I have been up since 2:00 a.m. After watching the news about the shooting in Sutherland Springs, Texas, my spirit was restless. I needed to get up to pray and write. For a few days something has been on my heart and this morning, I felt it was time to share my thoughts.
Last week, we remembered the events 500 years ago that began the Protestant Reformation. A priest named Martin Luther nailed his famous 95 Theses to the church door in Wittenberg, Germany setting in motion a transformation of Christianity and releasing the Reformation. It wasn’t just a war of words. A lot of blood was shed over the contents of Luther’s writing.
Jan and I lived in Berlin for four years in the 90’s. It was a short 40-minute drive from Berlin south to Wittenberg. I remember the first time we visited the church where Luther preached. I was able to see his writing desk and the museum pieces revealing his personal life. I saw his pulpit and the interior of his church. It was amazing to walk through the history of this influential man. I was also able to see his brokenness. Luther was known to have anti-Semitic leanings. In fact, he even wrote about his feelings against the Jewish people. He was a man of two natures. Walking outside the church I saw in graphic imagery the dark side of our broken human nature.
High up on the outside wall of Luther’s church is a sculpture embedded in stone. The 13th-century sculpture is called the Judensau (German for “Jews’ Sow”). The sculpture depicts Jewish people having obscene contact with a pig, a forbidden animal to the Jews. This sculpture was not just on the Wittenberg church. It was on many churches in Germany and across Europe. It was also popular to have a miniature version of this demeaning sculpture in homes. We focus on Luther and his anti-Semitic leanings, but the prejudice against the Jewish people was not just limited to one man or one nation. It covered a continent.
As I stood looking up at the Judensau, below it on the ground was another sculpture. This one was created in 1988 on the 50th anniversary of Kristallnacht in remembrance of the 6 million Jews murdered by the Nazis. This sculpture was equally dramatic. It is comprised of four steel plates that seemed to be trying to cover up something. A darkness was oozing up through the seams between the steel plates as a reminder that our human capacity for evil remains and that we must be ever-vigilant over our broken humanity. It was a dramatic contrast with the weathered image of the Judensau that stared down at me from above.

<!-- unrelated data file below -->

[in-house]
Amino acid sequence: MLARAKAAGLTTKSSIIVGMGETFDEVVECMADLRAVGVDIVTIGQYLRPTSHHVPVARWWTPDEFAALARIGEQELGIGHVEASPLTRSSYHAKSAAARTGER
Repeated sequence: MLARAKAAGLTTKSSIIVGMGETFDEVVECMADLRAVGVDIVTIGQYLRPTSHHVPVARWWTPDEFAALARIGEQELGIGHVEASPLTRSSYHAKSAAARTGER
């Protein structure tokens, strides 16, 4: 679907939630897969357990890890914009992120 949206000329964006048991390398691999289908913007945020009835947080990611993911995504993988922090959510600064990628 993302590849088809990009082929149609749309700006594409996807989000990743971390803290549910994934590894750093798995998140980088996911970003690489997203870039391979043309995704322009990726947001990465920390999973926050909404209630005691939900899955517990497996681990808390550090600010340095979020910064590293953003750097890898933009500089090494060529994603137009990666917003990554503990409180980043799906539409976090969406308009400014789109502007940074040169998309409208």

There is a movement afoot in Germany to remove the Judensau. Some want it destroyed and others want it removed and placed in a museum to remind us of our past, and the dangers that still exist in our future. That will be a decision for the Germans to make. My only comment as someone who visited Wittenberg and who was emotionally struck by the contrast between the two sculptures, I will never forget the message they conveyed. In their context, the two sculptures reminded me of our on-going struggle with good and evil – a struggle that was apparent in Martin Luther and still lives on today in the rest of humanity, redeemed and unredeemed alike. It is easy to forget that Germany, known as a Christian nation, came under the evil spell of Nazism. Our labels have little power over evil. Only love has that kind of power.
Paul wrote about the struggle between our two natures in his letter to the Galatians. Paul said, “These two forces are constantly fighting each other” (5:17). This is a struggle that will never end until we stand in eternity with Jesus. Yes, the old nature was put to death on the Cross, but its deception is still alive and strong enough to speak to us in deceptive tones if we are willing to listen. We need reminders like the sculptures in Wittenberg to keep us from assuming that we are immune from believing a lie – a lie that can lead a person to perform unspeakable evil whether it takes place at the First Baptist Church in Sutherland Springs, Texas or in the Stadtkirche in Wittenberg, Germany.